The good news is, I will be able to collected many of the flower heads I pollinated, so someone can assess their seed sets in the fall. (I was worried that when the florets fell off, they might have taken the seeds with them, but Stuart reassured me that the seeds are still there!)
IMG_0073_1.JPG
I also have lots of data about Heliopsis style persistence. I'll upload it here once I have the data in from my last few pollen crosses.

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This past week a lot more Echinacea started flowering, which meant we had plenty to do. We located all the Echinacea plants in the Common Garden that will flower this year. There were so many! They seemed to be particularly abundant in the 99 garden.
We also completed some more aphid surveys for Katherine's project, continued work on the New Media Initiative, and set insect traps for Greg's project. I really enjoyed taking a quick peek at some of the insects that Greg's traps caught. I don't have tons of experience with insects, so I don't know what genus any of them are yet, but some of them looked pretty nifty. I'm looking forward to finding out more about them.
My own independent project is coming along as well. I've been spending quite a bit of time this week working at the dump! For those of you who aren't familiar with the prairie remnants we're studying, I should clarify that I'm not actually working in a garbage heap. There are some little hills that haven't been used for agriculture because they are within the landfill's property, but they're not really close to all the trash either. As a result, they are covered in beautiful native prairie species! (And when the wind's coming from the right direction, it doesn't even smell bad!) Two of the species I'm studying grow there, Coreopsis palmata
IMG_0018_1.JPG
and Heliopsis helianthoides.
IMG_0047_1.JPG
I've started doing pollen crosses, with mixed results. On the Heliopsis, it looks like styles shrivel after receiving outcross pollen (suggesting they have been successfully fertilized), but not after receiving self pollen. I had a harder time seeing what happened to the styles on the Coreopsis I crossed because when I went back to check on them two days later, some of the flower heads had started falling apart. (As Amber Rae put it, "The Coreopsis are losing their heads!") Stuart says that this is unusual though, so hopefully the heads I use for crosses this coming week won't fall apart and I'll be able to get some clearer results.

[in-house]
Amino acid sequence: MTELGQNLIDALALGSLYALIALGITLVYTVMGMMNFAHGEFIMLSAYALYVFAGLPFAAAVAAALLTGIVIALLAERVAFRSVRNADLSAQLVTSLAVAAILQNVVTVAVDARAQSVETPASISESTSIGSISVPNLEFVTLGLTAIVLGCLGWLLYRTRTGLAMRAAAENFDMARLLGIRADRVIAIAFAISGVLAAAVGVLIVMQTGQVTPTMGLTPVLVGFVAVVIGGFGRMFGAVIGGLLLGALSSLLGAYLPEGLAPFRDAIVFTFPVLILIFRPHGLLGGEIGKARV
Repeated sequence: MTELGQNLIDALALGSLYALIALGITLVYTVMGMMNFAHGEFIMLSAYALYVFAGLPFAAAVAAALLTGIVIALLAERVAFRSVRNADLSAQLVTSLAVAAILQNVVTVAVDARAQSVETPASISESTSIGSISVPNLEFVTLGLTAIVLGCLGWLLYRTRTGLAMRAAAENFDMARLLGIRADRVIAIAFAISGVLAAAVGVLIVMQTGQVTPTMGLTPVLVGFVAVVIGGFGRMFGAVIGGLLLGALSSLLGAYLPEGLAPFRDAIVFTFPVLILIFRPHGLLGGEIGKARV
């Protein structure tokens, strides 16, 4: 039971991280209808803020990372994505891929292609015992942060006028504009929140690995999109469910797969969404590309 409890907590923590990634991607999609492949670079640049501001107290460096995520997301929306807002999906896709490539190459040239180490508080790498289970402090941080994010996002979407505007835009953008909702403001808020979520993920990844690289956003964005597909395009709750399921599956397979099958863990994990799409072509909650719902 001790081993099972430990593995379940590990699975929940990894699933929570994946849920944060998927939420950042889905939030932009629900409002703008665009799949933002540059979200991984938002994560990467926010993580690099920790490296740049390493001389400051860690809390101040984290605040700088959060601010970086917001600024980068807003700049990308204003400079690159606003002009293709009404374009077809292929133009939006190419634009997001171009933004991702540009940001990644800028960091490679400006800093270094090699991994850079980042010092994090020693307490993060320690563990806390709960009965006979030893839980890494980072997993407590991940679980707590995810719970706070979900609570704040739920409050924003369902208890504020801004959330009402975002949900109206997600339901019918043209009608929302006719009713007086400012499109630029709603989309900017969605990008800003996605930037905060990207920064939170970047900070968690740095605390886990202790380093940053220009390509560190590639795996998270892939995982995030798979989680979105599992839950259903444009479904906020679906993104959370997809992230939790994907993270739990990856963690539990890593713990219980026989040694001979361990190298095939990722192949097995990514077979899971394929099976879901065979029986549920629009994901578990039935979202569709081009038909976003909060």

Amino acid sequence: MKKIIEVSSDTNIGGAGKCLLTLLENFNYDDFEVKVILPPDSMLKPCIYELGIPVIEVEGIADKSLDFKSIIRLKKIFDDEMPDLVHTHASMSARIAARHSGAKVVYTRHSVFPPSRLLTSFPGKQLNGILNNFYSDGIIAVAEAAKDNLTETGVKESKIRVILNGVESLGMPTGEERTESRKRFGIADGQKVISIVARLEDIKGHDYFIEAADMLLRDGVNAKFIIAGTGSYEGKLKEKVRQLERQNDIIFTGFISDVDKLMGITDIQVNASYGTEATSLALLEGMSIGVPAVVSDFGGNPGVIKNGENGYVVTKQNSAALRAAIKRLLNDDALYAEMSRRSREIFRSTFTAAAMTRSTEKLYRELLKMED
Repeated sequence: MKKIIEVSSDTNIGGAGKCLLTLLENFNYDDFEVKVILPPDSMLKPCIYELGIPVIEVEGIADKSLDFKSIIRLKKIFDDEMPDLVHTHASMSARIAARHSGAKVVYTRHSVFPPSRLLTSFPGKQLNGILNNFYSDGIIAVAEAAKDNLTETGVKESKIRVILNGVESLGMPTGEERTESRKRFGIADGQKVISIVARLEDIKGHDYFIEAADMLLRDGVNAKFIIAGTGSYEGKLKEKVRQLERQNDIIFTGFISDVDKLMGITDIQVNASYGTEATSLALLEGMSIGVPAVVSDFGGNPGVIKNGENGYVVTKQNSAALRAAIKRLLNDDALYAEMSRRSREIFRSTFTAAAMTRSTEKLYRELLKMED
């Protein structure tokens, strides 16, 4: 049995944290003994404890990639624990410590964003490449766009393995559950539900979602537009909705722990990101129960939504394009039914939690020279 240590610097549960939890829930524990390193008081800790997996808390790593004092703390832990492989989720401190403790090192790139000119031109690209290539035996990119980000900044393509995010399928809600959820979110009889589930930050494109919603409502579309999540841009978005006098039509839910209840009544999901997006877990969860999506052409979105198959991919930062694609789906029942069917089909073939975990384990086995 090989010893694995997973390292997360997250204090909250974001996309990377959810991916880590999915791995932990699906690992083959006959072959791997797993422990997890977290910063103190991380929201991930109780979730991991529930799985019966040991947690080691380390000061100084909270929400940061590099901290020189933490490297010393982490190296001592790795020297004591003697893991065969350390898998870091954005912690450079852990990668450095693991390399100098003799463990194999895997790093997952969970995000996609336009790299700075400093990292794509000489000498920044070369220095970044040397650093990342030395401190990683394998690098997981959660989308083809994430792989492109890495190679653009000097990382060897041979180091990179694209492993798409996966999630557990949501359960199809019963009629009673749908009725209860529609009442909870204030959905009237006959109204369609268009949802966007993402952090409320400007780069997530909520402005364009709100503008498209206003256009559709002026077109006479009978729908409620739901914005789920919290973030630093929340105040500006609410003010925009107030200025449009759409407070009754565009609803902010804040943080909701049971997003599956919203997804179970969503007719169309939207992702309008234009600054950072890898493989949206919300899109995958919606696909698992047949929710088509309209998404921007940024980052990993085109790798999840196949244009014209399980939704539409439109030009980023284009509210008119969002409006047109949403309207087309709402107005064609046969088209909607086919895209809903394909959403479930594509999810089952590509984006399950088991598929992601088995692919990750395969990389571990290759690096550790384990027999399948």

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Today Josh, Gretel, Nicholas, and I found lots of E. purpurea (eastern purple coneflower), plenty for me to study as part of my independent project! We did not find much E. pallida (pale purple coneflower) though, so I unfortunately won't get to study that species this summer.

Here's an updated version of my project proposal for studying the breeding systems of E. purpurea, H. helianthoides, and C. palmata:

ProjectProposal.doc

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My independent project will be about the breeding systems of three plant species: H. helianthoides, C. palmata, and E. pallida. I will do pollen crosses to see whether the styles of these species' florets shrivel when successfully pollinated (the way styles do in E. angustifolia florets). I will also try to determine whether these species are self-incompatible. Here's a draft of my proposal:

Project Proposal Draft.doc